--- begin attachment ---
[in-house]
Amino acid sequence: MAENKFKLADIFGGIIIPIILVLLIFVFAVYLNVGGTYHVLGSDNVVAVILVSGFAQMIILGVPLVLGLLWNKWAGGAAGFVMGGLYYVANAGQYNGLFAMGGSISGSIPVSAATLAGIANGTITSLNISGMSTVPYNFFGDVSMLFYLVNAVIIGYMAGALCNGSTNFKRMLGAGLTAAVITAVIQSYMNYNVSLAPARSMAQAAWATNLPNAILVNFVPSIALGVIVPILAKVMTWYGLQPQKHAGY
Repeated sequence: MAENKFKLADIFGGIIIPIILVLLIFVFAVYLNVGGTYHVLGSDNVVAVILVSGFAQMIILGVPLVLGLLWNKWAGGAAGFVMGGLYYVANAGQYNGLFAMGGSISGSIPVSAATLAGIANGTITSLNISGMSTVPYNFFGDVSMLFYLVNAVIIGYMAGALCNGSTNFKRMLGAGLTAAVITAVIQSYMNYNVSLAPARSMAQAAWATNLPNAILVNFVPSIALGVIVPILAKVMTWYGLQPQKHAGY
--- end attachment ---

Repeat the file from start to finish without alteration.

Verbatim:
[in-house]
Amino acid sequence: MAENKFKLADIFGGIIIPIILVLLIFVFAVYLNVGGTYHVLGSDNVVAVILVSGFAQMIILGVPLVLGLLWNKWAGGAAGFVMGGLYYVANAGQYNGLFAMGGSISGSIPVSAATLAGIANGTITSLNISGMSTVPYNFFGDVSMLFYLVNAVIIGYMAGALCNGSTNFKRMLGAGLTAAVITAVIQSYMNYNVSLAPARSMAQAAWATNLPNAILVNFVPSIALGVIVPILAKVMTWYGLQPQKHAGY
Repeated sequence: MAENKFKLADIFGGIIIPIILVLLIFVFAVYLNVGGTYHVLGSDNVVAVILVSGFAQMIILGVPLVLGLLWNKWAGGAAGFVMGGLYYVANAGQYNGLFAMGGSISGSIPVSAATLAGIANGTITSLNISGMSTVPYNFFGDVSMLFYLVNAVIIGYMAGALCNGSTNFKRMLGAGLTAAVITAVIQSYMNYNVSLAPARSMAQAAWATNLPNAILVNFVPSIALGVIVPILAKVMTWYGLQPQKHAGY